Ultimately, observing Higgs self-coupling and Higgs pair production will allow physicists to better understand a property called the Higgs potential. This property of the field generated by the Higgs “is related to the asymmetry between matter and antimatter in the early universe and the breaking of electroweak symmetry — all these huge questions that we usually don’t even get close in our industry,” Bros says. .

Now, however, physicists are looking forward to the data collected during LHC run 3 , which began on July 5 and will last nearly four years. They all agree that the next steps for Higgs research require more data — and a lot.

With more data, the experimental measurements could become even more accurate, and that will prompt theorists to calculate their predictions more accurately, too, Dawson says. One day, if a more accurate prediction diverges from the experimental measurements of the Higgs boson, it could indicate new physics.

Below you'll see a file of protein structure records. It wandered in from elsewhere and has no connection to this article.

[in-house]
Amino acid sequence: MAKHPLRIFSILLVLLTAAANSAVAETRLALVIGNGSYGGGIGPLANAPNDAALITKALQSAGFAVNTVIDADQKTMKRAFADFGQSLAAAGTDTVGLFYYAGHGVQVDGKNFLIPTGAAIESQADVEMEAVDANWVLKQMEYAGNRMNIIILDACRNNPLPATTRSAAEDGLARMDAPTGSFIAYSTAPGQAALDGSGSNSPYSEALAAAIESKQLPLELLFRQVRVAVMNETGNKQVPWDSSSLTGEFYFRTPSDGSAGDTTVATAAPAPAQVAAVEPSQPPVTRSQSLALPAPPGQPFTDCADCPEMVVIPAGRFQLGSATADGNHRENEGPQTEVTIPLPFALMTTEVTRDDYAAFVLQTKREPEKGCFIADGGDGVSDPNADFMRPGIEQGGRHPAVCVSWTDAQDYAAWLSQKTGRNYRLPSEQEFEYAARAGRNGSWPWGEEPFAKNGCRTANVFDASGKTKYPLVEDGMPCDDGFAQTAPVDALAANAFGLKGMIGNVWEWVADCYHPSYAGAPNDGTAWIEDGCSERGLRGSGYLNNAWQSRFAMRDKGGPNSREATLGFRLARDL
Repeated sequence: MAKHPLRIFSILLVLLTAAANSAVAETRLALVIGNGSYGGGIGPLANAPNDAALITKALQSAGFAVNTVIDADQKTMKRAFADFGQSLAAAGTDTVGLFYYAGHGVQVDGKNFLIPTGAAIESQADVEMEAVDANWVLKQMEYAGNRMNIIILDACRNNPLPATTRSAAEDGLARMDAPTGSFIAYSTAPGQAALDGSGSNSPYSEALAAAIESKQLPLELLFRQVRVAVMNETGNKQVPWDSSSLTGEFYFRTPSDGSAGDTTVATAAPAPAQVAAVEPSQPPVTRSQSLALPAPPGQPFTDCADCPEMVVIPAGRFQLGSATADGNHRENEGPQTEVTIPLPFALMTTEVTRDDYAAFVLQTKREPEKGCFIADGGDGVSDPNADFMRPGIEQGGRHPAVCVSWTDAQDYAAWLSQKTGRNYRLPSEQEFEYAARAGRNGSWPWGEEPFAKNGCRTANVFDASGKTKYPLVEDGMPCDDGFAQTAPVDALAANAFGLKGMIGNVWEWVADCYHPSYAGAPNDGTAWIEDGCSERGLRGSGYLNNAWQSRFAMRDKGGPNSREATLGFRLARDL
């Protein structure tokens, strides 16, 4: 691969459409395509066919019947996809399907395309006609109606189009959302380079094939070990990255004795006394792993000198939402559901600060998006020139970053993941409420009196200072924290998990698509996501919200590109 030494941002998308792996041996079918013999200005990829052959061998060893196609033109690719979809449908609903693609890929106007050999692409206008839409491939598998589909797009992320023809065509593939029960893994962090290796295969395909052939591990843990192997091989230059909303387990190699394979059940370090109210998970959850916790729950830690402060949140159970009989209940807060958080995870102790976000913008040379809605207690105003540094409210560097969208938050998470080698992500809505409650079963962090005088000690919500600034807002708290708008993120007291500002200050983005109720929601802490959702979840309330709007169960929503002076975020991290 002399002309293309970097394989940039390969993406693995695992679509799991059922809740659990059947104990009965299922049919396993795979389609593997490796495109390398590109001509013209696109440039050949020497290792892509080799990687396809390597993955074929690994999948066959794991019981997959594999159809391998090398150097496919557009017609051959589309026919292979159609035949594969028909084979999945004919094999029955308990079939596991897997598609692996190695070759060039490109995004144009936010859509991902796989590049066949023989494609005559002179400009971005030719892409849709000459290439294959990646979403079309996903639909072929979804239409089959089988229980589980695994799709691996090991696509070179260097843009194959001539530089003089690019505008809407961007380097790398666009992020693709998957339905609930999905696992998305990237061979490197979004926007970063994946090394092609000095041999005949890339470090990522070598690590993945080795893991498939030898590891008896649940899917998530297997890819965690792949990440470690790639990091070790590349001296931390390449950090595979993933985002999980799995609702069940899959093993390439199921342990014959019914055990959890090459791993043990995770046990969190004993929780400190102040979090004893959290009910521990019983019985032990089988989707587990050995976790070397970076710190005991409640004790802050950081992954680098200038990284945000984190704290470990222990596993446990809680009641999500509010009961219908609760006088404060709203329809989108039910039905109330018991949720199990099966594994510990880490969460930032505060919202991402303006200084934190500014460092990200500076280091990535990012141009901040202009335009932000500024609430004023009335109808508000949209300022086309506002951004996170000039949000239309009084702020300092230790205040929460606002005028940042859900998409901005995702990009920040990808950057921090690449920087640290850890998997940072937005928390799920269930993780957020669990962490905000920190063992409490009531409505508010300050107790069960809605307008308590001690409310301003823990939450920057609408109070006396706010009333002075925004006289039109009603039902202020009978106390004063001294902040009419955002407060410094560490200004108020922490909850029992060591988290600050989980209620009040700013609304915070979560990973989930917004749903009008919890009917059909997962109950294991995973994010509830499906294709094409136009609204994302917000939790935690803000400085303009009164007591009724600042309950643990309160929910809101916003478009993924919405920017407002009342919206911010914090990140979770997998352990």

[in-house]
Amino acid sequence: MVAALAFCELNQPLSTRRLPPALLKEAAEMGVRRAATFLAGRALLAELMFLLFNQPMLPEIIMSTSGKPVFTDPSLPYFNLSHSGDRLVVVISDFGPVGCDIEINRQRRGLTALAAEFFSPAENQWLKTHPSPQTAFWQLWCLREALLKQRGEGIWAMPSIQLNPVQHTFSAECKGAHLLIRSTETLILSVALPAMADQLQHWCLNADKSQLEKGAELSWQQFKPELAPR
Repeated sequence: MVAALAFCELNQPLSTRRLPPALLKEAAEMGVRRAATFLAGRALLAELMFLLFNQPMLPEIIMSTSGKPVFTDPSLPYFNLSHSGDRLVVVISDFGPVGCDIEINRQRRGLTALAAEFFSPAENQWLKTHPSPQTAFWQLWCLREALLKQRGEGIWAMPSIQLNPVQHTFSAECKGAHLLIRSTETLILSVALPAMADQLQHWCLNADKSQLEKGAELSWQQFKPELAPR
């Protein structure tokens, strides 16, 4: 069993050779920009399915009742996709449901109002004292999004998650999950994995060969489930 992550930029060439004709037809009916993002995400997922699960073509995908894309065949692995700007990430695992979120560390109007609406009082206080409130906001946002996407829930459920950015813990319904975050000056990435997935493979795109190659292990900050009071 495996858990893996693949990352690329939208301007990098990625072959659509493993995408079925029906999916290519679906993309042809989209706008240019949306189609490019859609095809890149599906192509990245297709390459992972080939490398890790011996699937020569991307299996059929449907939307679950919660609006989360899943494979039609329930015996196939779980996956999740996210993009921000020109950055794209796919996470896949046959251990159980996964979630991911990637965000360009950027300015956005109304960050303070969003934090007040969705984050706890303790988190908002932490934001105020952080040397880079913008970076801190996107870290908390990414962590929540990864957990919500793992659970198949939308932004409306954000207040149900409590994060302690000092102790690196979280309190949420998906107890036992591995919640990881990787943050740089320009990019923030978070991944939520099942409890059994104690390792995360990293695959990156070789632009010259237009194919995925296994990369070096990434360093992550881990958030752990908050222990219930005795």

“The discovery of the Higgs gave us some direction,” Assamagan says. “We have also devised better techniques for analyzing the process [and] we have improved our understanding of the detectors. So much progress has been made. And I think we are definitely in a better position now to discover new physics if there is one.”

This research was supported by the DOE Office of Science.

Fermilab is America’s premier national laboratory for particle physics research. Fermilab, a US Department of Energy Office of Science lab, is located near Chicago, Illinois, and is operated by the Fermi Research Alliance LLC. Visit the Fermilab website at: https://www.fnal.gov and follow us on Twitter @Fermilab

Brookhaven National Laboratory is supported by the Office of Science of the United States Department of Energy.

The DOE Office of Science is the largest proponent of basic science research in the United States, working to address some of the most pressing challenges of our time. For more information visit https://science.energy.gov